Army 10 Miler
The Fort Bragg Women's Team celebrates winning top honors at the 25th Annual Army Ten-Miler in Washington D.C. Sunday (L-R: Command Sgt. Maj. Michael L. Williams, command sergeant major, U.S. Army Military District of Washington, Staff. Sgt. Danielle Sedillo, 1st Lt. Vanessa Najera, Capt. Jamie Dobson, Master Sgt. Angella Jackson, Spc. Kalynn Waltrip, Sgt. Nicole Smith, Maj. Michelle Ripka and Brig. Gen. Karl K. Horst, commanding general, U.S. Army Military District of Washington and former deputy commanding general XVIII Airborne Corps.) 2nd Lt. Grace Feldpausch was unavailable for the photo.

WASHINGTON - The Fort Bragg active duty women's Army 10-Miler team brought home gold for the second year in a row Sunday with a time of 4:38:01. The Fort Bragg active duty men's team placed sixth in their division and eighteenth overall with a time of 4:02:39.

Master Sgt. Angella Jackson, a native of Fort Lauderdale, Fla., and active duty women's team captain from Headquarters and Headquarters Company, 525th Battlefield Surveillance Brigade, led the Fort Bragg women's team to victory for the second consecutive year, and her third Army Ten-miler team championship.

According to Jackson, diverse training gave her team the edge.

"The secret is quality, consistent training," she said. "We have a good overall team that pulls together and provides support to push each other through any barriers we may face."

For the Fort Bragg women, there was no cause for nerves prior to the race kickoff, as the team tried to keep things business as usual. The team trained tirelessly and ran as much as 50 miles a week on average.

"I have always wanted to run for Fort Bragg and I look forward to a third run as team captain next year," said Jackson.

Among Jackson's team members was Grace Feldpausch, who competed this year as a first-time member of the Fort Bragg team. Feldpausch, a Brea, Calif. native, said she would have enjoyed this year's event, win or lose.

"Winning the race this year filled me with an extreme sense of pride and accomplishment, but we didn't need to win for me to cherish the time I spent with these amazing women," explained Feldpausch, a second lieutenant and Route Clearance platoon leader assigned to the 264th Clearance Co., 27th Eng. Bn. , 20th Eng. Bde.

"Therefore, I work in a truly male-dominated environment. The team allowed me to interact with female noncommissioned and commissioned officers, who offered me not only physical and mental development, but professional as well."

She said she especially enjoyed the camaraderie the team developed and its high standard that proved instrumental in earning the Fort Bragg women their second consecutive Commander's Cup trophy.

" I believe our team won this year because we held ourselves to a very high standard, truly cared about one another, and never settled for less than our best, even at practice," Feldpausch added.

"We had a healthy level of competition within the team and a shared eagerness for victory that forced us to push ourselves. I will truly miss running with these beautiful and strong women, no matter how sore I was after every practice."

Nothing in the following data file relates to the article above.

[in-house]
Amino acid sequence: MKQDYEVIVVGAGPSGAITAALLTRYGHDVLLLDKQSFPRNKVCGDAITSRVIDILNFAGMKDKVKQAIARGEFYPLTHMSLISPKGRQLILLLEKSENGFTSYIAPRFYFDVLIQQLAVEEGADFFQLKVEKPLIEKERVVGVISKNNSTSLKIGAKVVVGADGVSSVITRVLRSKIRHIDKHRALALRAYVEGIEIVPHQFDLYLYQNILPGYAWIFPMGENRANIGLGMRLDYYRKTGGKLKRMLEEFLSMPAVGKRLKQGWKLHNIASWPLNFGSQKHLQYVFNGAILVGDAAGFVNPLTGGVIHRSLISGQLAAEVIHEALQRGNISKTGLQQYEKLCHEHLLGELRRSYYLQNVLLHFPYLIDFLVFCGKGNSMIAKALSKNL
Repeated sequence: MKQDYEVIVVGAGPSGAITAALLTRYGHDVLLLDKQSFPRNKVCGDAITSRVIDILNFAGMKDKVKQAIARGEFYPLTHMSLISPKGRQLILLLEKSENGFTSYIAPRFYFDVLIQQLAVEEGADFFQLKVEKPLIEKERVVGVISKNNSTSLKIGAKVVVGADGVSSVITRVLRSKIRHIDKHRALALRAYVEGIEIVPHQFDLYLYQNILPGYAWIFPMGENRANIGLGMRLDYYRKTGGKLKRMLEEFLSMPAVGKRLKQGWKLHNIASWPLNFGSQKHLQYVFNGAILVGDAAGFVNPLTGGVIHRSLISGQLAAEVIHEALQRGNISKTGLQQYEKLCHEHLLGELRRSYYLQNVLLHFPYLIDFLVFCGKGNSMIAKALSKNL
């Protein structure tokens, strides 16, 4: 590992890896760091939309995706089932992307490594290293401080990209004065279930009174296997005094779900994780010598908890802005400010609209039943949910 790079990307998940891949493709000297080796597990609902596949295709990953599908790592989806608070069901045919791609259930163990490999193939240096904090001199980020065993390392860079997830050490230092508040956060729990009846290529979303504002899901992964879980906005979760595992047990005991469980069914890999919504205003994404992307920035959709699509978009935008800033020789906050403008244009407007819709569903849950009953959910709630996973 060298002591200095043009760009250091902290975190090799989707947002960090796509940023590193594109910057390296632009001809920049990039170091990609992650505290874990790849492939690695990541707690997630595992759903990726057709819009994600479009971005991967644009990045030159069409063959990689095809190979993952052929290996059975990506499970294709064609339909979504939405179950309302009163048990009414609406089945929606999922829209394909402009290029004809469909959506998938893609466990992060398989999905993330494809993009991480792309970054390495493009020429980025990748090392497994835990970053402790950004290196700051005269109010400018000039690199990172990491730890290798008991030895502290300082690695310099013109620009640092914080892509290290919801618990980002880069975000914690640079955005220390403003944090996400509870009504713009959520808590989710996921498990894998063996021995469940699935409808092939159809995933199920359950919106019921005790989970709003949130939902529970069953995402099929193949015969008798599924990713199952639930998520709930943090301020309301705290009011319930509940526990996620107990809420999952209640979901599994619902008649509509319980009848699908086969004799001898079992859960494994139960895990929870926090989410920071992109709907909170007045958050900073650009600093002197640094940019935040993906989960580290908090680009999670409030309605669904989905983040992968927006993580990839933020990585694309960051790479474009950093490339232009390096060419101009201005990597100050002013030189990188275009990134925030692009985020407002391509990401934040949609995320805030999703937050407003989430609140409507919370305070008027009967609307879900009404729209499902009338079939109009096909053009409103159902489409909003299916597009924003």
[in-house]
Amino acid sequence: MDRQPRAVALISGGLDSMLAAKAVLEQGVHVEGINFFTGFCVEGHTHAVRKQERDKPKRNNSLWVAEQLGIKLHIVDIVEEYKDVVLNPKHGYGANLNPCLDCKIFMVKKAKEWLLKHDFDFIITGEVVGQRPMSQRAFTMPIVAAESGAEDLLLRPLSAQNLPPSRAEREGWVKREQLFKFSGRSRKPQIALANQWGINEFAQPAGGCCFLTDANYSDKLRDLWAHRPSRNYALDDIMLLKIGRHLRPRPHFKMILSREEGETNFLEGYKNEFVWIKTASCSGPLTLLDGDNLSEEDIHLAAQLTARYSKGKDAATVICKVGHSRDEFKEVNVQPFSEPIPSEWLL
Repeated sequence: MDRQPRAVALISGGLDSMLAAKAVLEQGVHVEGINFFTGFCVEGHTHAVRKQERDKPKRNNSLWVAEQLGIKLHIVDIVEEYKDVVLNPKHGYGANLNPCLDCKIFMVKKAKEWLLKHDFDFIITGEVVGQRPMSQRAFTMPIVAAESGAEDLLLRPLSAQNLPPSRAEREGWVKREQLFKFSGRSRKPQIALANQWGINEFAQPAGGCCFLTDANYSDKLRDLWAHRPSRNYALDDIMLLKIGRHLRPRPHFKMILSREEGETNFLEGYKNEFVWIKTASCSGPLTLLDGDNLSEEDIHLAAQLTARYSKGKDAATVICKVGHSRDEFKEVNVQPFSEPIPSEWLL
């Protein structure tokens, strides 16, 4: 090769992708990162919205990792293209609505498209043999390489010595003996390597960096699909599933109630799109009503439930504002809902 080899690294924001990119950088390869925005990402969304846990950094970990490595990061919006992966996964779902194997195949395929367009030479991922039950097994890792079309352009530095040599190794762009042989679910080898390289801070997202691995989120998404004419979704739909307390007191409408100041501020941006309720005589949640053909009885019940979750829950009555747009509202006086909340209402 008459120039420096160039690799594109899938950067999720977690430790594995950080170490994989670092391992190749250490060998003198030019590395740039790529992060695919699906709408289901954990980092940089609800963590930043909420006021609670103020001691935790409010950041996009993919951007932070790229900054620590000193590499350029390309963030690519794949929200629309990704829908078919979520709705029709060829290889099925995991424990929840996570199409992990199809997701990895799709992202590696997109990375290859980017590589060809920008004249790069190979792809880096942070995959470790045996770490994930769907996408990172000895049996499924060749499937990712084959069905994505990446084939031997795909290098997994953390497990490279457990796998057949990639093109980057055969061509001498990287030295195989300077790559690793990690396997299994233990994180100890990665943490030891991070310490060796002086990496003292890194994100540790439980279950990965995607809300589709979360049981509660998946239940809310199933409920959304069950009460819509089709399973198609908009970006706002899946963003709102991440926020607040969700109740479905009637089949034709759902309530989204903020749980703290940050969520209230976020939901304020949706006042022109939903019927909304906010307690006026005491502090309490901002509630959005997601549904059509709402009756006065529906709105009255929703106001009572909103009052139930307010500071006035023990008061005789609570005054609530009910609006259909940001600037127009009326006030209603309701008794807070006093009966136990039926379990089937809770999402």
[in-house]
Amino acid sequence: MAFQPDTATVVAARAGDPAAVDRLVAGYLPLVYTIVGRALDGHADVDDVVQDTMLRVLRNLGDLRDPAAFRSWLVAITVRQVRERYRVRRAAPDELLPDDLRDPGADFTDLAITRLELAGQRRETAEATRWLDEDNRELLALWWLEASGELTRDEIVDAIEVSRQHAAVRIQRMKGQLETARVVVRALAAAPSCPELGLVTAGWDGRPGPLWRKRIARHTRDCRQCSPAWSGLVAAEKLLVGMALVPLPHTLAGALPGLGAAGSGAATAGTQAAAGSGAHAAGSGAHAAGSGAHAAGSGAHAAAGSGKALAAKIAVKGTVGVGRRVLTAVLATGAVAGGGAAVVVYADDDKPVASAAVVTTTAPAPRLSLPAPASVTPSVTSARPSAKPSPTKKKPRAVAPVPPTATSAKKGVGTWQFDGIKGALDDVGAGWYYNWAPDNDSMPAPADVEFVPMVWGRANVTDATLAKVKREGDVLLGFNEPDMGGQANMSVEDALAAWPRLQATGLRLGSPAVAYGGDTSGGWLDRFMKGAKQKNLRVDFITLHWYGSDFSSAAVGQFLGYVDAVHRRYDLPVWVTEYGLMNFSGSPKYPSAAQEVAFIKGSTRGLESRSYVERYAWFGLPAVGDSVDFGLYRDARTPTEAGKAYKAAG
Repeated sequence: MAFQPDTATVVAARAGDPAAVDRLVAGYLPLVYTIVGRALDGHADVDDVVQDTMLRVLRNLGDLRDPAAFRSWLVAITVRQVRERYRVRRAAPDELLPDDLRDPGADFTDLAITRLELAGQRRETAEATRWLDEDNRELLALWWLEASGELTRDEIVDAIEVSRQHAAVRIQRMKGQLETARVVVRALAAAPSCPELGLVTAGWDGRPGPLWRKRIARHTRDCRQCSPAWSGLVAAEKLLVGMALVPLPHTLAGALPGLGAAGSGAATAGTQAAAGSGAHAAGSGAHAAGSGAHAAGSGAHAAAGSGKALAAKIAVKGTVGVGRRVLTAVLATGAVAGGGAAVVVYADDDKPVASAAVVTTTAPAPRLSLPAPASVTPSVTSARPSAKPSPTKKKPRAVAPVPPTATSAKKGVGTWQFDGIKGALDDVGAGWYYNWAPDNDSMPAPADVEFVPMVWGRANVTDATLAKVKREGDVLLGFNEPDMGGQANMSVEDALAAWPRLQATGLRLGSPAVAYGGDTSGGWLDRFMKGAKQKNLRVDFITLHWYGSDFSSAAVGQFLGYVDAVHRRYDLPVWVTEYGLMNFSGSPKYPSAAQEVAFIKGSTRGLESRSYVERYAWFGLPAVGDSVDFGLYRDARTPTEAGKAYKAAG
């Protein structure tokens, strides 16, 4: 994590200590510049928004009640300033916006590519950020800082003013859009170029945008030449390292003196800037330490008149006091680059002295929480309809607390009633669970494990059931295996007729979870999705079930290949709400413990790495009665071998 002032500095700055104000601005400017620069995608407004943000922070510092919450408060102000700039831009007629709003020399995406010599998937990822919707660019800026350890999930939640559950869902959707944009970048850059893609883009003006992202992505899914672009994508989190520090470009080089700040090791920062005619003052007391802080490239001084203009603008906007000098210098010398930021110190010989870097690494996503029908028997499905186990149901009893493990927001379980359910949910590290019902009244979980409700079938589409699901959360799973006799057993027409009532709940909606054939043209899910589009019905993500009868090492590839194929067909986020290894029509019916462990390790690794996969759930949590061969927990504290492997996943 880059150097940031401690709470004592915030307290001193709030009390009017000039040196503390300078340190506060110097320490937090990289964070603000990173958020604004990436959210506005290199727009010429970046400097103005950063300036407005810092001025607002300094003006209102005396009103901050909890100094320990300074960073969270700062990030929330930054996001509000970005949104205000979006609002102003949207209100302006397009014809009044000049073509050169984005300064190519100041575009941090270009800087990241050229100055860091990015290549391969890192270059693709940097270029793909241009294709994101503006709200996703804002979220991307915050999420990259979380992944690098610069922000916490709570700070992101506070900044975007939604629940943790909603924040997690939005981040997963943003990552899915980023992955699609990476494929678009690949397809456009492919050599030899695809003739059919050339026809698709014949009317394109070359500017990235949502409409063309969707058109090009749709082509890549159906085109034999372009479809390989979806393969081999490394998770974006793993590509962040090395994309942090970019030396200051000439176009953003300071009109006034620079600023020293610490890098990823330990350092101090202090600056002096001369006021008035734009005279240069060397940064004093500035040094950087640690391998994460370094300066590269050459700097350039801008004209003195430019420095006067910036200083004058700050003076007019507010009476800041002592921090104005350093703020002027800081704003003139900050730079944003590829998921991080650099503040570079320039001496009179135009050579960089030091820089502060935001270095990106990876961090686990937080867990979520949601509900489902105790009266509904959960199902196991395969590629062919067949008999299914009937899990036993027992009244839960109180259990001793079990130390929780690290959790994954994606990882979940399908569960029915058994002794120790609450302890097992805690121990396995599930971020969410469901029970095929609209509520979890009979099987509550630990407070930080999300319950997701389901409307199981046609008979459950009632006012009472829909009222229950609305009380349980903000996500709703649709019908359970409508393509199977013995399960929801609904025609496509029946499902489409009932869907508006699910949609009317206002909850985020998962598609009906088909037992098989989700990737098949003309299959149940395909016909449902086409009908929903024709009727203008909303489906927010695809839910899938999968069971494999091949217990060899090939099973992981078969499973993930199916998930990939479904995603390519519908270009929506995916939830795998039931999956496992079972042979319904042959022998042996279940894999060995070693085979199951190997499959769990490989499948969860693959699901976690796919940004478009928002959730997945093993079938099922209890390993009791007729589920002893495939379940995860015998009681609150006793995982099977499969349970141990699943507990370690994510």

Team member Kalynn Waltrip said she also found motivation in her teammates, before and during the race.

"I am thrilled that we won this years race," she said. "This was my first time on a racing team and I could not have asked for a better team.

"I truly believe the reason we won this race is because of the females on the team," said Waltrip, who hails from Phelan, Calif. "You would never finish a practice without a congratulations or a pat on the back from your teammates. They were my motivation when I wanted to slow down, because knowing that they were out here giving it there all for team made me want to give it my for the team."

"We had a team that complemented each other and a great coach who was our best runner," said Michelle Ripka, an Army major an one of Jackson's teammates.

"Plus, you couldn't have asked for better weather. It was a beautiful day in our Nation's capital and it felt good to win."

Ripka, who is a self-proclaimed Army brat, said Fort Bragg always has a great team and it was special to be a part of this year's team.

Jackson also expressed her thanks to her chain of command, the XVIII Airborne Corps and the entire Family, Morale, Welfare and Recreation team on Fort Bragg for allowing her to participate in the annual event.

This annual event got its start Oct. 13, 1985 with only 1,600 registered athletes. However, this year's race set a new record for attendance and featured 30,000 athletes joining this storied Army tradition.

The 10-mile course began and ended at the Pentagon and passed through historic Washington, D.C. landmarks such as the Lincoln Memorial, Washington Monument and the Capitol Building, with onlookers such as Army Chief of Staff Gen. George W. Casey and new Secretary of the Army, John McHugh cheering for the participants.

Fort Bragg sent a total of 17 individuals to represent the men's active duty, women's active duty and master's division for the competition.

The Fort Bragg active duty men's team placed 6th overall and 18th in their division, with a time of 4:02:39.

CW4 Jonathan Yerby, a Stockton, Calif., native and captain of the post's active duty master's team, led three other Soldiers from the United States Army Special Operations Command to the event. Yerby has competed in a variety of races from the Boston Marathon to the John F. Kennedy Fifty-Miler. He said his team competes in these races because of their love for running.

"We love to run and we're looking for a strong finish," Yerby said. "Everyone is well trained and ready."

The women's active duty team was recognized by the Military District of Washington, as well as highlighted during the opening of the Association of the United States Army Annual Convention. Proceeds from the Army Ten-Miler go to the Army FMWR.

Page last updated Thu October 8th, 2009 at 17:09